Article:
Google Chrome versus Internet Explorer: Could Chrome overtake Explorer in the browser wars?

(CNN) -- A month ago, Google's three-year effort to push its Web browser, Chrome, took a major step when analysts said it had passed Mozilla's Firefox to become the second-most popular tool of its kind on the Internet.

Today, that climb continues and has some tech observers wondering whether Chrome could do the unthinkable and topple perennial leader Internet Explorer from atop the browser rankings.

According to Web analytics firm StatCounter, the most popular version of Google's browser, Chrome 15, edged out Internet Explorer 8 in early December to become the world's most used edition of a browser. (For those keeping score, the totals were 23.6% of worldwide browser usage compared to IE8's 23.5%.)

When all versions are considered, Chrome accounted for more than 27% of all worldwide browser use at the beginning of December, an increase of about 1.5% over the previous month. That's compared to about 37% for Internet Explorer, which dropped 2% from November, according to StatCounter.

Now in third place, Firefox remained mostly steady with about 25% of the browser market. Trailing far behind is Apple's Safari, with about 6%.

The numbers can vary in the browser race depending on who is counting. Web surveying firm Net Applications still has Explorer at 52%, Firefox at 22% and Chrome at 19%. But that represents a 10-point drop by Explorer since 2010, while Chrome use more than doubled and Firefox remained flat.

Gartner analyst David Mitchell Smith thinks Chrome has gathered momentum because it is a strong product.

"People like it because it's fast," he said. "Google has done a nice job advertising it recently, so that's increased awareness."

Smith also said people are more aware than ever that they have a choice of browsers. Internet Explorer has been the dominant browser for more than a decade, at least in large part because it comes installed on Windows machines.

"This was happening even more so when there was a real big difference between what you could get from someone else and what Explorer was," he said. "Now, that's not the case. Explorer 9 is pretty competitive with the other browsers, so maybe there's not as much need to go away from it."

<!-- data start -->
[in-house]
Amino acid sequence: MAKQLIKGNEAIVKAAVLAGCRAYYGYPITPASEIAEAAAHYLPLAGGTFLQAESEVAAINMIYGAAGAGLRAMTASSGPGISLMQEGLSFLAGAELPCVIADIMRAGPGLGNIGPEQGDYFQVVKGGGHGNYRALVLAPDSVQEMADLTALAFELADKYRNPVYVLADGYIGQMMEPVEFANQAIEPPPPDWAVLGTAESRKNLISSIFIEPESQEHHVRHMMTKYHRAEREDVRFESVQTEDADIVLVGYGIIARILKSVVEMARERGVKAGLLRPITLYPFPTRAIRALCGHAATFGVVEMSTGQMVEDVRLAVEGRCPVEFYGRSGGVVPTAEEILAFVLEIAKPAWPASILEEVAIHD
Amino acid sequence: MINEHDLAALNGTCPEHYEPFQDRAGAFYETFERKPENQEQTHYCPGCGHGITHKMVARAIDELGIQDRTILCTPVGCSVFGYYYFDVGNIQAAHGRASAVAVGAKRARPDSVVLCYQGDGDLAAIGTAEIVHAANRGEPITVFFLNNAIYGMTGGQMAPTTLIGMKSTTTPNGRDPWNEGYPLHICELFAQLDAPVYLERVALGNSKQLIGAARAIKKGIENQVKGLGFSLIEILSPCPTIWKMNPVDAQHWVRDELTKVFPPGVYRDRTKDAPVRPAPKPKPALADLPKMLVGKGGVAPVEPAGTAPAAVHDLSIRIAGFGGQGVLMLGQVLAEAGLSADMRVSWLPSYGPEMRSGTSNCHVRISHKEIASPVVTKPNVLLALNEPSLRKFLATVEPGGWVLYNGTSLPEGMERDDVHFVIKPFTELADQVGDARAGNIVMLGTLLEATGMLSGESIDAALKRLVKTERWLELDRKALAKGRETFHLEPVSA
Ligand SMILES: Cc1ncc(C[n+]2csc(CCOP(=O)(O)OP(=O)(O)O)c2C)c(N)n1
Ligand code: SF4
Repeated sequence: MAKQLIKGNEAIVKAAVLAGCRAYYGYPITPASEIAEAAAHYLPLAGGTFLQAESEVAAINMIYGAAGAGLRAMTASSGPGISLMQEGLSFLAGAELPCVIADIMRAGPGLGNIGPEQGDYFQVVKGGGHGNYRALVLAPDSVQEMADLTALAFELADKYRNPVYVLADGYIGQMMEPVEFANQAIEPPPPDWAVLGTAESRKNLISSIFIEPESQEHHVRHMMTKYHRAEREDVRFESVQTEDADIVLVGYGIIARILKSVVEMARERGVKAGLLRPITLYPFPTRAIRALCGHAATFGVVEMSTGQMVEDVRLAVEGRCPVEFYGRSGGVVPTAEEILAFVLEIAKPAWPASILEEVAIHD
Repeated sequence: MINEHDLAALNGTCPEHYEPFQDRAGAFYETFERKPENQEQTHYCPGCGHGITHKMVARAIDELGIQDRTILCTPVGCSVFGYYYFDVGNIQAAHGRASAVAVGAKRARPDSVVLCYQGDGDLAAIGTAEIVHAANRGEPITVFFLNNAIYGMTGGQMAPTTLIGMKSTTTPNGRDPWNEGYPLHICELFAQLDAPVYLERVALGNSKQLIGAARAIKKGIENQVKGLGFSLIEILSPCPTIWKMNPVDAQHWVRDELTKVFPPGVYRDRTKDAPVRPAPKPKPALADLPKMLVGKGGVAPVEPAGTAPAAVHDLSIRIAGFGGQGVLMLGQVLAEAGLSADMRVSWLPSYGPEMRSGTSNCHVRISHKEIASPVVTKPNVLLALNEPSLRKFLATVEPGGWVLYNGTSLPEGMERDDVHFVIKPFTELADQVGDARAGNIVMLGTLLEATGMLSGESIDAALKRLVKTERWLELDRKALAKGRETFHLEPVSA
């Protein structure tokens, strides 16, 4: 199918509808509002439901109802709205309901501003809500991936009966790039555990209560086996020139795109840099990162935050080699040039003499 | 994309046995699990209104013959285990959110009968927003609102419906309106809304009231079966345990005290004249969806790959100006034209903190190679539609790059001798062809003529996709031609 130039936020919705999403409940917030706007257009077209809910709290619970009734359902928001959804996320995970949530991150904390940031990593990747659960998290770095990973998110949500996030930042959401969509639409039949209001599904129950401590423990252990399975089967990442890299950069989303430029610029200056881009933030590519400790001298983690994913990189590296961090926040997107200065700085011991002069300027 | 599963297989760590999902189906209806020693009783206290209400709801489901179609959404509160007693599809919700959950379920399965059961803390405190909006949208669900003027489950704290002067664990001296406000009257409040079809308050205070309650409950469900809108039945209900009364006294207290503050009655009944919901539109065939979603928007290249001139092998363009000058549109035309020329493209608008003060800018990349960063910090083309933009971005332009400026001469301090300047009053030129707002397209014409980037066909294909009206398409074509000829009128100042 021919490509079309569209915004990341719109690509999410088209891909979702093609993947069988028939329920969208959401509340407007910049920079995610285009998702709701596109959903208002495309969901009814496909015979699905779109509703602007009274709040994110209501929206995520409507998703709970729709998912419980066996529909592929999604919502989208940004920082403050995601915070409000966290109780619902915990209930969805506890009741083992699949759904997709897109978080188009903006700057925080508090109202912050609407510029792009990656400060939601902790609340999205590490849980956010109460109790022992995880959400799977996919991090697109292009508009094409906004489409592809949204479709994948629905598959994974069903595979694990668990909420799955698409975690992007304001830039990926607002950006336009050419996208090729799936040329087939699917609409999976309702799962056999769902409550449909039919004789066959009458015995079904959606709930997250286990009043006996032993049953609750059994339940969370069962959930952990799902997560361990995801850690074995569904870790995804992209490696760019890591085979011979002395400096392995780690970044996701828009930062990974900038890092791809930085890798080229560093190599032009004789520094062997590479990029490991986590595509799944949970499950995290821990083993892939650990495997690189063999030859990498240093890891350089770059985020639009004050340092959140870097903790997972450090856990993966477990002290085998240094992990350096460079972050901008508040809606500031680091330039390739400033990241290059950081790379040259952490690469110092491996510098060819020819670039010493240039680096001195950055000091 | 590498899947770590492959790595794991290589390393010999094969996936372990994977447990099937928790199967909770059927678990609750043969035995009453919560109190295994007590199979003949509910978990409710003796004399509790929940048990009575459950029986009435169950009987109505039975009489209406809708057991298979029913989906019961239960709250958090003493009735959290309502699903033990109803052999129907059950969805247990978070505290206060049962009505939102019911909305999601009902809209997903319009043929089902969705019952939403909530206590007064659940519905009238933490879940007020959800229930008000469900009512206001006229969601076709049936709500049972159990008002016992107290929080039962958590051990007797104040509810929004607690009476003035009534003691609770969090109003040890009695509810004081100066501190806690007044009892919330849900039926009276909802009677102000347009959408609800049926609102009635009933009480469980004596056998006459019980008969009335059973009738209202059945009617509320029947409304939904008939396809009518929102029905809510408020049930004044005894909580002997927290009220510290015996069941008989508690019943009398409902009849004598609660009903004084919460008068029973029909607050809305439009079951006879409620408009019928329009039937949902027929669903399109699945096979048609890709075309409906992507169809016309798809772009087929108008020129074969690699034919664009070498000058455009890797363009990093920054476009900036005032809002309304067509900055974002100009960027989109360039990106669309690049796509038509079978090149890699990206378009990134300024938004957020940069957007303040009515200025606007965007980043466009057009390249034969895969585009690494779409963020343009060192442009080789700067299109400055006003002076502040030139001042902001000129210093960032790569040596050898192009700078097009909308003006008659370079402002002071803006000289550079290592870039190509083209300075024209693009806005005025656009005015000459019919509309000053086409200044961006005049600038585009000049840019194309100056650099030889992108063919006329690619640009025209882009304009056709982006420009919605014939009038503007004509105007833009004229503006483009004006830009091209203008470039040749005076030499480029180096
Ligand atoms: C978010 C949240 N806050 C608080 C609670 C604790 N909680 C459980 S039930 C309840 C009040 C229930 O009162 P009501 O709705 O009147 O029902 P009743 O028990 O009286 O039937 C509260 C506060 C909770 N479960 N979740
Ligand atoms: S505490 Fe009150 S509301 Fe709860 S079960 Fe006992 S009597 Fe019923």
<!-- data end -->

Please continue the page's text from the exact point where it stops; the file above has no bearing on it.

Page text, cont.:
StatCounter CEO Aodhan Cullen attributed at least part of Chrome's rise to its increased use among businesses.

"Google announced Chrome for business exactly a year ago and IT administrators appear to have embraced it in a remarkably short time," he said.

Chrome use already had overtaken Explorer on weekends, when personal use presumably trumps office use, since October. But Chrome 15 became the more popular from Monday to Friday on December 5, he said.

Microsoft, putting a positive spin on the numbers, emphasized that Explorer's latest (and generally well-received) version, IE9, is rapidly gaining ground as use of IE8 drops. IE9 was released in March.

(To its credit, Microsoft is also celebrating the demise of Internet Explorer 6. Widely reviled by Web developers and many users from the start, use of that version dropped below 1% in the United States last month, with Microsoft spokesman Roger Capriotti writing on the Windows blog that the company is breaking out the champagne and "as eager as anyone to see it go away.")

The statistics Microsoft used on its blog, which showed Chrome use mostly flat, only looked at browser usage on Microsoft's Windows 7 operating system.

The rise of Chrome comes as Google has expanded beyond its core product -- its search engine -- into such areas as mobile operating systems (Android) and social networking (Google Plus). Chrome has been a high point for Google in what has developed into a two-front clash of tech titans with Microsoft.

While Google tries to erode Explorer's browser share, Microsoft is taking aim at Google's longtime dominance in search. Launched in 2009, Microsoft's Bing has tried to make Web search a true two-way race.

And while Google's stranglehold on that market is still strong, Bing has chipped away. In December, Bing captured about 15% of the search market, compared to 61% for Google, according to Experian Hitwise.

One victim of Google's success (not to mention deep pockets) has been Firefox, long a favored browser among tech-savvy types.

"They (Mozilla) were not coming out with a lot of releases and new features for some time," Smith said. "They've really tried to change that in the last year, but perceptions got made during that time frame.

"They were the ones that were the sole recipient of the browser change -- they were the alternative browser for most -- but now they have to split that role with Google."

Whether Chrome's rise will continue remains to be seen, he said. Web users only tend to seek out a new browser if the one in

front of them is lacking, and Internet Explorer appears to have stemmed that tide somewhat.

"Three or four years ago, if you wanted tabs, you had to go to another browser. If you wanted something fast you had to go to another browser," Smith said. "That's not the case any more."

 
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